Black And Taxes: What You Need To Know About The New Revised Family Tax Credit And Tips When Filing
The filing deadline is still set for April 15, 2019.
January 23, 2019 at 6:09 pm
As usual under the current administration, Black families have been largely excluded from the edification regarding new tax policies. Amidst a record-breaking government shutdown, teacher strikes in California and the ever-present Black housing crisis, it's no surprise that many Black households may be unaware of one IRS change that could have a significant impact on us: The New Revised Family Tax Credit.
While the White House purports this change as one that will improve the lives of American households, we know better than to blindly trust the Oval Office at this point.
According to recent research by the Institute on Taxation and Economic Policy, this change will do more harm than good in marginalized communities. Specifically ,even the wealthiest Black families will not get the benefits they think.
"At worst...[it's] a tool that drives income and wealth inequality by targeting benefits to extremely wealthy taxpayers and multi-billion-dollar corporations, while simultaneously allowing these groups to engage in complicated schemes to avoid paying their fair share of taxes."
At the current pace, we are still hundreds of years away from wealth and income equality. This new law represents $1.9 trillion — most of that is directed to support large corporations. Essentially, the bottom 80 percent of Americans will get about $77 billion of the pot to share, while wealthiest 20 percent of Americans (those earning $110,000 or more annually) get $200 billion of this funding. Since about 95.6 million people are on track to pay taxes, that means each wealthy taxpayer will pocket $10.41 for every $1.00 the rest of us get.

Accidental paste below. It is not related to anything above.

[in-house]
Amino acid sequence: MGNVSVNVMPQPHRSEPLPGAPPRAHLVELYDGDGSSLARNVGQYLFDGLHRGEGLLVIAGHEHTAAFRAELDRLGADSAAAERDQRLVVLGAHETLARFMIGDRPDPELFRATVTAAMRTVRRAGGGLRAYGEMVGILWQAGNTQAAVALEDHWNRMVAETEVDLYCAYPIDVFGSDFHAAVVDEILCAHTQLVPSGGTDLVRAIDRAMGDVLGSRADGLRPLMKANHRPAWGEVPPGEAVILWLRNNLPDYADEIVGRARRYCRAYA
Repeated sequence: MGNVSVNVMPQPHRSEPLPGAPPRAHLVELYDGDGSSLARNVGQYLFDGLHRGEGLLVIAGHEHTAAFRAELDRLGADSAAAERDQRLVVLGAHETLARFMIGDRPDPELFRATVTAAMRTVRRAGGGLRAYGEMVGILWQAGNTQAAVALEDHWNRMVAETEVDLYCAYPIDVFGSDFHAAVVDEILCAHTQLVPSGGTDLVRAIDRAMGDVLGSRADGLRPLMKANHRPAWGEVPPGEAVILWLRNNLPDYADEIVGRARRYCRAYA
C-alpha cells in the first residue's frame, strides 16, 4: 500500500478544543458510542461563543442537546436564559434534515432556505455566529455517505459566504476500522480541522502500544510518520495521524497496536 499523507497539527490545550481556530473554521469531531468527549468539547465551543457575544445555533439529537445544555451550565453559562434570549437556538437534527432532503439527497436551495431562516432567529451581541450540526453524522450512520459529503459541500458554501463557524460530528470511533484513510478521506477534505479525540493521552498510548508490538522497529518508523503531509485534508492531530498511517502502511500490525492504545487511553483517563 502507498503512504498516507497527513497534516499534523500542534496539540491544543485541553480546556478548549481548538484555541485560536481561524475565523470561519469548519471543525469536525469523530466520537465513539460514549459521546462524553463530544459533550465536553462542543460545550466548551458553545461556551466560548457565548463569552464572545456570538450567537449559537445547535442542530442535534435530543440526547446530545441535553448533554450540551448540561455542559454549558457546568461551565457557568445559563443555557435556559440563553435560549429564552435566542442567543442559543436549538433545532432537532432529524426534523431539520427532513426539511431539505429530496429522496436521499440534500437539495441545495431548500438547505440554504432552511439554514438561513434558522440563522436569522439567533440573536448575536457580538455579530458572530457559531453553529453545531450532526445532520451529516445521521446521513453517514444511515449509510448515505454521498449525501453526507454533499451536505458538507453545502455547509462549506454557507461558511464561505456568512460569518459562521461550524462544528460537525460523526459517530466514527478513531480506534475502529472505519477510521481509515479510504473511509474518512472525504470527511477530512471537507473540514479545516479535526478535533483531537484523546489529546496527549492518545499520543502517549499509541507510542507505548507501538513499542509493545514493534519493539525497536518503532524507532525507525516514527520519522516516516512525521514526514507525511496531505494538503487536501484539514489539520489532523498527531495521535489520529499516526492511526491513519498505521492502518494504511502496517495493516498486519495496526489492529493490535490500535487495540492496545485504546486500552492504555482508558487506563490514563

To put this into perspective, Black families are the only racial group making less than we did 10 years ago. The median income of white households increased by 2.6 percent from 2016 to 2017, while the median income for Black households stayed the same. So while it might seem like the tax credit helps all of us climb that ladder, it's really just a kick in the face to struggling middle class and low income Black families. That means the likelihood of a Black family being part of that top 20 percent that has the highest potential for direct benefit from this tax change is laughably low. Moreover, as Grio writer Dawn Onley reported:
"A higher percentage of white taxpayers owned so-called “pass through” businesses, such as limited liability corporations, and pay taxes on their profits through the individual income tax code, according to the Times article. The new law features a 20 percent deduction for pass through income."
Here's What You Need To Know
1. First of all, I am not a tax professional. I do my taxes for free with Credit Karma. Consult a legit tax professional. My goal is just to share some things I learned. Since I'm the head of household and I have a dependent, I've been in tune with a lot of the recent changes. You should definitely do some research before making your move.
2. You'll get your refund despite the government shutdown. Most likely, things will be delayed, so as soon as your W2s come through, start the filing process. Your employer has until January 31st to send W2s.
3. The Child Tax Credit could get you up to $2,000 depending on how much you spent on child care in 2018.
4. For those of us who have invested in sustainable energy (solar panels, electric cars, etc.)we may qualify for Plug-in electric-drive motor vehicle credit and/or the Residential energy tax credit.
5. If it's your first time, you may not have to pay. Besides Credit Karma, there are other free filing options for many millennial tax payers. The IRS has a free file program. If your income is under $54,000 you can also take advantage of the VITA program.
6. The fastest way to get your refund is to e-file with a reputable company and select the option for direct deposit.
Next Steps: The filing deadline is still set for April 15, 2019.
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